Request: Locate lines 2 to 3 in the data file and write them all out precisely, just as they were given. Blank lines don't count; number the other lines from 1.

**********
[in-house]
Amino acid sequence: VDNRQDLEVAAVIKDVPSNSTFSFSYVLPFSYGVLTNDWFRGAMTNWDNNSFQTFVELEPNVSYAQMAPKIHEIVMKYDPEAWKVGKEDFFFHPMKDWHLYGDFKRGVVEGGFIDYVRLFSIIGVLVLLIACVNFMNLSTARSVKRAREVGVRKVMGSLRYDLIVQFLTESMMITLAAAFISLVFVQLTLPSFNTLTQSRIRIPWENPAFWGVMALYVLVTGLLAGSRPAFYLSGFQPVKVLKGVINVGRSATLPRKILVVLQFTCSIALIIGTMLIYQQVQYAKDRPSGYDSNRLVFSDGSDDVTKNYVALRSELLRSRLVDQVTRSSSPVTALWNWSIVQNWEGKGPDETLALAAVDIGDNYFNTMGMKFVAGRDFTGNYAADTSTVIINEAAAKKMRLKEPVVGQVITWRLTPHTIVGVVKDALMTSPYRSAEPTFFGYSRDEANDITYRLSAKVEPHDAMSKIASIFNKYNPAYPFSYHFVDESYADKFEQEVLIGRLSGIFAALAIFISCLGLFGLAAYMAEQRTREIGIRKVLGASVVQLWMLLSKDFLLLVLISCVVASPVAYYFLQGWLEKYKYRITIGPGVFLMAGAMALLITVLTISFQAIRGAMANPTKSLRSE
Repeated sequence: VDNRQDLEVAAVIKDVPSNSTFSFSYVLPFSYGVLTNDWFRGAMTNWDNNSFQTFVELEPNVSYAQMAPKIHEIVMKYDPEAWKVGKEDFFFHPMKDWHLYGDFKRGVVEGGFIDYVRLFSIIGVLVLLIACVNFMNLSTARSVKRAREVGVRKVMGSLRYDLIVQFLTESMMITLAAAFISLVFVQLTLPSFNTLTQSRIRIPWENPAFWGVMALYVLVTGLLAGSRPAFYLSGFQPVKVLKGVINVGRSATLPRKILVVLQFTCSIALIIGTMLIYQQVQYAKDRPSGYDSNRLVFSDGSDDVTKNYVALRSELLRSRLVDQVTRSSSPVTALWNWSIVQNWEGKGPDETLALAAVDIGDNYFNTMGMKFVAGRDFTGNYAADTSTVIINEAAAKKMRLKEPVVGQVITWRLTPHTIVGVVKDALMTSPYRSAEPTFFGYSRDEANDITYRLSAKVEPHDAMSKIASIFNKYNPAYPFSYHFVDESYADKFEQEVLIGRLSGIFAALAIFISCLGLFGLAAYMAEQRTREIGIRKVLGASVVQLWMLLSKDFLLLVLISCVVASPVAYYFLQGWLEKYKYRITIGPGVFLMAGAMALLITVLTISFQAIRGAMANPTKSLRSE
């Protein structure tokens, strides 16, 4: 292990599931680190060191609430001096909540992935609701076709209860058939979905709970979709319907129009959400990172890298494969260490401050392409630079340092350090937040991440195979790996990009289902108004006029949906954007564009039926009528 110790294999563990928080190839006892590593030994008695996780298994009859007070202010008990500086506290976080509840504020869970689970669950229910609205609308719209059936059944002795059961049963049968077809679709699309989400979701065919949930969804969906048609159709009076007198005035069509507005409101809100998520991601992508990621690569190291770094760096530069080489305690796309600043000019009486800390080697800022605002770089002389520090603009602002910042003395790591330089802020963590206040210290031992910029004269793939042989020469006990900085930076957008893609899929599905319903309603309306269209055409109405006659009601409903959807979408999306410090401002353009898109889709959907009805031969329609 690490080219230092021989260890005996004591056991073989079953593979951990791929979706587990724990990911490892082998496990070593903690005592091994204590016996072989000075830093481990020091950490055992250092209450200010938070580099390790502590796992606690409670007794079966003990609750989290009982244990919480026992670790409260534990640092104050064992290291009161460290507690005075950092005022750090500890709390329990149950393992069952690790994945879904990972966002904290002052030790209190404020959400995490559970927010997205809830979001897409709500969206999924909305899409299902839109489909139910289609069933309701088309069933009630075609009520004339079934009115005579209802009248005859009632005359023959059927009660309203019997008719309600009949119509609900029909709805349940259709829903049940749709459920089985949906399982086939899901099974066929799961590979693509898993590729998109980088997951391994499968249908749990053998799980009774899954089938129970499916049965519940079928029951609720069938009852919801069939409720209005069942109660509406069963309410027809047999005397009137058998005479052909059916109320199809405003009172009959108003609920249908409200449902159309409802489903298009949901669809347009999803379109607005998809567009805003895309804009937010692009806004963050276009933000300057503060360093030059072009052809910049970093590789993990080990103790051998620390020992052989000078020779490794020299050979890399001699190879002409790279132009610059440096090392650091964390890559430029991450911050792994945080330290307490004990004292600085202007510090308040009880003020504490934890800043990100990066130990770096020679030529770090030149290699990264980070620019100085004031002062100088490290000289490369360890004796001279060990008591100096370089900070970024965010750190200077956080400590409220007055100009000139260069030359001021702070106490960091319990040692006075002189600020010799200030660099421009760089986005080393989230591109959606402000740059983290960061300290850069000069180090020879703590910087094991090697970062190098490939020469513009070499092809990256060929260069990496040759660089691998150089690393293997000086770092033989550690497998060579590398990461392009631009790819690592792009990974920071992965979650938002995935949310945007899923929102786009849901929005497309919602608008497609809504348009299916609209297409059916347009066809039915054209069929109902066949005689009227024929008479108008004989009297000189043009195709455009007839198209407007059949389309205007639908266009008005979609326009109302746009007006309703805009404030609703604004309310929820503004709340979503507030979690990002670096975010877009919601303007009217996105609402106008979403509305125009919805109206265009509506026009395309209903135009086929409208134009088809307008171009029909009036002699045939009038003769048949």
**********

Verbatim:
Amino acid sequence: VDNRQDLEVAAVIKDVPSNSTFSFSYVLPFSYGVLTNDWFRGAMTNWDNNSFQTFVELEPNVSYAQMAPKIHEIVMKYDPEAWKVGKEDFFFHPMKDWHLYGDFKRGVVEGGFIDYVRLFSIIGVLVLLIACVNFMNLSTARSVKRAREVGVRKVMGSLRYDLIVQFLTESMMITLAAAFISLVFVQLTLPSFNTLTQSRIRIPWENPAFWGVMALYVLVTGLLAGSRPAFYLSGFQPVKVLKGVINVGRSATLPRKILVVLQFTCSIALIIGTMLIYQQVQYAKDRPSGYDSNRLVFSDGSDDVTKNYVALRSELLRSRLVDQVTRSSSPVTALWNWSIVQNWEGKGPDETLALAAVDIGDNYFNTMGMKFVAGRDFTGNYAADTSTVIINEAAAKKMRLKEPVVGQVITWRLTPHTIVGVVKDALMTSPYRSAEPTFFGYSRDEANDITYRLSAKVEPHDAMSKIASIFNKYNPAYPFSYHFVDESYADKFEQEVLIGRLSGIFAALAIFISCLGLFGLAAYMAEQRTREIGIRKVLGASVVQLWMLLSKDFLLLVLISCVVASPVAYYFLQGWLEKYKYRITIGPGVFLMAGAMALLITVLTISFQAIRGAMANPTKSLRSE
Repeated sequence: VDNRQDLEVAAVIKDVPSNSTFSFSYVLPFSYGVLTNDWFRGAMTNWDNNSFQTFVELEPNVSYAQMAPKIHEIVMKYDPEAWKVGKEDFFFHPMKDWHLYGDFKRGVVEGGFIDYVRLFSIIGVLVLLIACVNFMNLSTARSVKRAREVGVRKVMGSLRYDLIVQFLTESMMITLAAAFISLVFVQLTLPSFNTLTQSRIRIPWENPAFWGVMALYVLVTGLLAGSRPAFYLSGFQPVKVLKGVINVGRSATLPRKILVVLQFTCSIALIIGTMLIYQQVQYAKDRPSGYDSNRLVFSDGSDDVTKNYVALRSELLRSRLVDQVTRSSSPVTALWNWSIVQNWEGKGPDETLALAAVDIGDNYFNTMGMKFVAGRDFTGNYAADTSTVIINEAAAKKMRLKEPVVGQVITWRLTPHTIVGVVKDALMTSPYRSAEPTFFGYSRDEANDITYRLSAKVEPHDAMSKIASIFNKYNPAYPFSYHFVDESYADKFEQEVLIGRLSGIFAALAIFISCLGLFGLAAYMAEQRTREIGIRKVLGASVVQLWMLLSKDFLLLVLISCVVASPVAYYFLQGWLEKYKYRITIGPGVFLMAGAMALLITVLTISFQAIRGAMANPTKSLRSE